We have a new lactation consultant.
Kelsey Carroll, IBCLC
Welcome to our Team!
(more info coming SOON)
Ensuring Support For Breastfeeding Families
Breastfeeding is an amazing commitment that comes with many challenges and rewards. The benefits of breastfeeding are endless for both mother and baby, from protection from infectious diseases, to cardiovascular health benefits, to improving mental health and confidence for parents (Horta, 2007). In 2003, The World Health Organization recommended infants be exclusively breastfed until six months of age, with breastfeeding continuing as an important part of the infant’s diet until at least two years of age. To ensure families have every opportunity to meet this recommendation and their individual breastfeeding goals, families need support.
When serious questions arise, such as pain, infection, low milk supply, or a variety of other concerns, the 2011 Surgeon General’s Call to Action to Support Breastfeeding recommends that all families have access to services provided by Internationally Board-Certified Lactation Consultants (IBCLCs) With the teamwork of IBCLC’s and specialized Pediatricians at Commonwealth Pediatrics, breastfeeding families can find confidence in reaching their breastfeeding goals.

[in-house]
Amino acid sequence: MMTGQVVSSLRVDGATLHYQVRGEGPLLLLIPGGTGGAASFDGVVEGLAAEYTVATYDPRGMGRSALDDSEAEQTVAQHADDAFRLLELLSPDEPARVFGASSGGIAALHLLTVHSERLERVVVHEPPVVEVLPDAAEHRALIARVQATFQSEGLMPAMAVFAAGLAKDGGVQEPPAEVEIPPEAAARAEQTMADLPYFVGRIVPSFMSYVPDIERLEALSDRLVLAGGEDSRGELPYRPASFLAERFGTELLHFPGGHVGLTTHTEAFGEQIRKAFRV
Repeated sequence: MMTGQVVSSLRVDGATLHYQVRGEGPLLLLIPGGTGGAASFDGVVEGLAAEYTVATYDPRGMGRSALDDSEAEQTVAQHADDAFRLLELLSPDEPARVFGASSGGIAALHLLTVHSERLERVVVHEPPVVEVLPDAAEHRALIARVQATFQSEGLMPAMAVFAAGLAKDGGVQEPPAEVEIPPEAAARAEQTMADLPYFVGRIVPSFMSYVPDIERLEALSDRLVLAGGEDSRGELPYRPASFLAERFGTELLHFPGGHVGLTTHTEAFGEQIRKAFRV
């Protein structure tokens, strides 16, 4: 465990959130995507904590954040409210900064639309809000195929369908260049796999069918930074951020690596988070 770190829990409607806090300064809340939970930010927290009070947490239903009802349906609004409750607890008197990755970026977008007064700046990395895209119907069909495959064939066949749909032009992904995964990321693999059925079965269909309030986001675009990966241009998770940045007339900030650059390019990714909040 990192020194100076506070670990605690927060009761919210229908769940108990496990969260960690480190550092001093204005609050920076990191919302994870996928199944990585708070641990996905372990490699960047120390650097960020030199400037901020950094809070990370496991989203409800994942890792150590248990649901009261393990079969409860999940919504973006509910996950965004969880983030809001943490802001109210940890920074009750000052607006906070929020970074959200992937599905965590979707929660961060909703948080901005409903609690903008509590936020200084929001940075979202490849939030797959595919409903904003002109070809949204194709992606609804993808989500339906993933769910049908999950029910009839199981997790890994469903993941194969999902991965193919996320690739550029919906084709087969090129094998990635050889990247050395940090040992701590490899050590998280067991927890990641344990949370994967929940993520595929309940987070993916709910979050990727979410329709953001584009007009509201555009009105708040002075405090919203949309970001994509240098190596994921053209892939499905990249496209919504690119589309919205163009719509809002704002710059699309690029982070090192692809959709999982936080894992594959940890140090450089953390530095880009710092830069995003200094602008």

Tips For Mothers Interested In Breastfeeding:
- To have the best outcome, a breastfeeding mother is encouraged to breastfeed her new baby a minimum of eight to twelve times daily. Mothers who continue to nurse their babies at frequent, unrestricted intervals are more likely to establish a good milk supply than mothers who nurse on a restricted feeding schedule.
- Be sure your baby is nursing effectively. Do you feel your breasts are softer and lighter after your baby nurses? Can you hear your baby swallow? Do you feel a gentle tugging at your breast? It is important for mothers to look for signs of productive milk removal at every feeding. IF you have sore or cracked nipples, this may be an indicator of an incorrect latch.
- Look for dirty diapers as a sign your baby is getting enough. By day 3, your baby should be having a minimum of 3 stools per day, and 5-6 wet diapers per day. If you think your baby is not waking up for feedings, try skin to skin care, and breast compressions to keep your baby interested in breastfeeding.
- If you are separated from your baby due to prematurity, illness, or other condition, milk must be removed from your breasts by means other than your baby’s feeding, otherwise your milk supplying hormones will shut down. In these situations, remember to pump your milk with an electric/ or hospital grade pump a minimum of 8 times daily.
- All women should be offered support to breastfeed their babies with an individualized support system to include family, friends, employers, and medical professionals. By affording this standard of care to all breastfeeding women, we can increase the duration and exclusivity of breastfeeding.